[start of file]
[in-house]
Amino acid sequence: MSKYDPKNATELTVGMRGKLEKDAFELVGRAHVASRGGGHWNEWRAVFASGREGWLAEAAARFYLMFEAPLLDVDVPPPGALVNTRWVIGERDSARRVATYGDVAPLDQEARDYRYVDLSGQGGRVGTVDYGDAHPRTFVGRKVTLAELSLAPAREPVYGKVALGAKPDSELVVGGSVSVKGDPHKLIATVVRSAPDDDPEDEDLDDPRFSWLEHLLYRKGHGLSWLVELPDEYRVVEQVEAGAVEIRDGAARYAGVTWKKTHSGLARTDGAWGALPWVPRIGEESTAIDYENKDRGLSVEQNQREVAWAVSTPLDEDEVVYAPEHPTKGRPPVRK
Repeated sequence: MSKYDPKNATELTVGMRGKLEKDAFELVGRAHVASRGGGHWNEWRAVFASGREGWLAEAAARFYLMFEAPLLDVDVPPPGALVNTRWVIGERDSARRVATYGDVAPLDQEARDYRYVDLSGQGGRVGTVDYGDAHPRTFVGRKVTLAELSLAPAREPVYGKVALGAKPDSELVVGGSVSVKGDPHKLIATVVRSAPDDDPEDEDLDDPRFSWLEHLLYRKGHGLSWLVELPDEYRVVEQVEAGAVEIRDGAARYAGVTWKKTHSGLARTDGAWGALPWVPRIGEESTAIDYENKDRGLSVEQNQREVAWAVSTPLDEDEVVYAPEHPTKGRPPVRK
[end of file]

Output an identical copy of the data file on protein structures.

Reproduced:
[in-house]
Amino acid sequence: MSKYDPKNATELTVGMRGKLEKDAFELVGRAHVASRGGGHWNEWRAVFASGREGWLAEAAARFYLMFEAPLLDVDVPPPGALVNTRWVIGERDSARRVATYGDVAPLDQEARDYRYVDLSGQGGRVGTVDYGDAHPRTFVGRKVTLAELSLAPAREPVYGKVALGAKPDSELVVGGSVSVKGDPHKLIATVVRSAPDDDPEDEDLDDPRFSWLEHLLYRKGHGLSWLVELPDEYRVVEQVEAGAVEIRDGAARYAGVTWKKTHSGLARTDGAWGALPWVPRIGEESTAIDYENKDRGLSVEQNQREVAWAVSTPLDEDEVVYAPEHPTKGRPPVRK
Repeated sequence: MSKYDPKNATELTVGMRGKLEKDAFELVGRAHVASRGGGHWNEWRAVFASGREGWLAEAAARFYLMFEAPLLDVDVPPPGALVNTRWVIGERDSARRVATYGDVAPLDQEARDYRYVDLSGQGGRVGTVDYGDAHPRTFVGRKVTLAELSLAPAREPVYGKVALGAKPDSELVVGGSVSVKGDPHKLIATVVRSAPDDDPEDEDLDDPRFSWLEHLLYRKGHGLSWLVELPDEYRVVEQVEAGAVEIRDGAARYAGVTWKKTHSGLARTDGAWGALPWVPRIGEESTAIDYENKDRGLSVEQNQREVAWAVSTPLDEDEVVYAPEHPTKGRPPVRK